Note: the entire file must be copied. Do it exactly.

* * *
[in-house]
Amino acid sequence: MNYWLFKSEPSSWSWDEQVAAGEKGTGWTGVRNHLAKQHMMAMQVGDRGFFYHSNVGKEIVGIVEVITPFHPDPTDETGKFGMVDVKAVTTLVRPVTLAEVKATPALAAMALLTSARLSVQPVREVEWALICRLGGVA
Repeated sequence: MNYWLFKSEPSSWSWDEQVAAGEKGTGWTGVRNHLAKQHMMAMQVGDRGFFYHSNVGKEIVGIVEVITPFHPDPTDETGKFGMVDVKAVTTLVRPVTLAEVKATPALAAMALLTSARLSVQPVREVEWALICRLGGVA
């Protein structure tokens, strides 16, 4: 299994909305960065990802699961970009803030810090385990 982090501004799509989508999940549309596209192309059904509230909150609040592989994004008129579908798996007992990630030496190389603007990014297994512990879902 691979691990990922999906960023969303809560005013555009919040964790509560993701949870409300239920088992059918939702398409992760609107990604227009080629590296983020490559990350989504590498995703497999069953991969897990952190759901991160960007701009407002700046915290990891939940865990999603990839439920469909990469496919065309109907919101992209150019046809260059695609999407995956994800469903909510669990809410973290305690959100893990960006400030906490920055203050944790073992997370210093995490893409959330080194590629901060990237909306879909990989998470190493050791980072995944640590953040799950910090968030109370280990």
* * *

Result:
[in-house]
Amino acid sequence: MNYWLFKSEPSSWSWDEQVAAGEKGTGWTGVRNHLAKQHMMAMQVGDRGFFYHSNVGKEIVGIVEVITPFHPDPTDETGKFGMVDVKAVTTLVRPVTLAEVKATPALAAMALLTSARLSVQPVREVEWALICRLGGVA
Repeated sequence: MNYWLFKSEPSSWSWDEQVAAGEKGTGWTGVRNHLAKQHMMAMQVGDRGFFYHSNVGKEIVGIVEVITPFHPDPTDETGKFGMVDVKAVTTLVRPVTLAEVKATPALAAMALLTSARLSVQPVREVEWALICRLGGVA
């Protein structure tokens, strides 16, 4: 299994909305960065990802699961970009803030810090385990 982090501004799509989508999940549309596209192309059904509230909150609040592989994004008129579908798996007992990630030496190389603007990014297994512990879902 691979691990990922999906960023969303809560005013555009919040964790509560993701949870409300239920088992059918939702398409992760609107990604227009080629590296983020490559990350989504590498995703497999069953991969897990952190759901991160960007701009407002700046915290990891939940865990999603990839439920469909990469496919065309109907919101992209150019046809260059695609999407995956994800469903909510669990809410973290305690959100893990960006400030906490920055203050944790073992997370210093995490893409959330080194590629901060990237909306879909990989998470190493050791980072995944640590953040799950910090968030109370280990």